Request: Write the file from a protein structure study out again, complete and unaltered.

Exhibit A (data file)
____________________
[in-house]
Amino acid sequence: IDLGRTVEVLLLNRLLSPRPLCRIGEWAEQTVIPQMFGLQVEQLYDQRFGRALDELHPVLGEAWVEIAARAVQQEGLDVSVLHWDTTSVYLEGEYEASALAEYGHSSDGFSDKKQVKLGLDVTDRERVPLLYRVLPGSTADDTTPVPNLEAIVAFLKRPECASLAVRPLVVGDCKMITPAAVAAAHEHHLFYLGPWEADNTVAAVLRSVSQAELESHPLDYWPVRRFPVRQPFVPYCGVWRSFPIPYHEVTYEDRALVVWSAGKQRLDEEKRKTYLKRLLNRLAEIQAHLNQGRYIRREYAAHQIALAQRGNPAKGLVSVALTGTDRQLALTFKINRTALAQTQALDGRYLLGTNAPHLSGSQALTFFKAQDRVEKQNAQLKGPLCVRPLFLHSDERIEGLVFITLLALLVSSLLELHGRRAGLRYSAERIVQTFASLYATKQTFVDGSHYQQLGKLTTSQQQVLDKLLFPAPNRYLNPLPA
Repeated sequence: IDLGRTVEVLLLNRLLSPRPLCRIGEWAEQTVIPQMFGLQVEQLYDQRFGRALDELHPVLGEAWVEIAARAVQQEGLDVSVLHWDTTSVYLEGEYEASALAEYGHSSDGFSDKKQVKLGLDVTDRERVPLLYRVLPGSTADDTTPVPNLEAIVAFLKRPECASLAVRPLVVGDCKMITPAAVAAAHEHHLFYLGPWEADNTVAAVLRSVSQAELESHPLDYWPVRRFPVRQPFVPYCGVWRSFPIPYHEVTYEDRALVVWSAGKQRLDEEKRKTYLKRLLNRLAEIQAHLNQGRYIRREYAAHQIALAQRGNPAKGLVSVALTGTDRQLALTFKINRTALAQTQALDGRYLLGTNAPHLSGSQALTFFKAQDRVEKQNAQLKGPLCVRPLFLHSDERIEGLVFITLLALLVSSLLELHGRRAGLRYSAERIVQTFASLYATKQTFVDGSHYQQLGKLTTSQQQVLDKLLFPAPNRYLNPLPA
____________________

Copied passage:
[in-house]
Amino acid sequence: IDLGRTVEVLLLNRLLSPRPLCRIGEWAEQTVIPQMFGLQVEQLYDQRFGRALDELHPVLGEAWVEIAARAVQQEGLDVSVLHWDTTSVYLEGEYEASALAEYGHSSDGFSDKKQVKLGLDVTDRERVPLLYRVLPGSTADDTTPVPNLEAIVAFLKRPECASLAVRPLVVGDCKMITPAAVAAAHEHHLFYLGPWEADNTVAAVLRSVSQAELESHPLDYWPVRRFPVRQPFVPYCGVWRSFPIPYHEVTYEDRALVVWSAGKQRLDEEKRKTYLKRLLNRLAEIQAHLNQGRYIRREYAAHQIALAQRGNPAKGLVSVALTGTDRQLALTFKINRTALAQTQALDGRYLLGTNAPHLSGSQALTFFKAQDRVEKQNAQLKGPLCVRPLFLHSDERIEGLVFITLLALLVSSLLELHGRRAGLRYSAERIVQTFASLYATKQTFVDGSHYQQLGKLTTSQQQVLDKLLFPAPNRYLNPLPA
Repeated sequence: IDLGRTVEVLLLNRLLSPRPLCRIGEWAEQTVIPQMFGLQVEQLYDQRFGRALDELHPVLGEAWVEIAARAVQQEGLDVSVLHWDTTSVYLEGEYEASALAEYGHSSDGFSDKKQVKLGLDVTDRERVPLLYRVLPGSTADDTTPVPNLEAIVAFLKRPECASLAVRPLVVGDCKMITPAAVAAAHEHHLFYLGPWEADNTVAAVLRSVSQAELESHPLDYWPVRRFPVRQPFVPYCGVWRSFPIPYHEVTYEDRALVVWSAGKQRLDEEKRKTYLKRLLNRLAEIQAHLNQGRYIRREYAAHQIALAQRGNPAKGLVSVALTGTDRQLALTFKINRTALAQTQALDGRYLLGTNAPHLSGSQALTFFKAQDRVEKQNAQLKGPLCVRPLFLHSDERIEGLVFITLLALLVSSLLELHGRRAGLRYSAERIVQTFASLYATKQTFVDGSHYQQLGKLTTSQQQVLDKLLFPAPNRYLNPLPA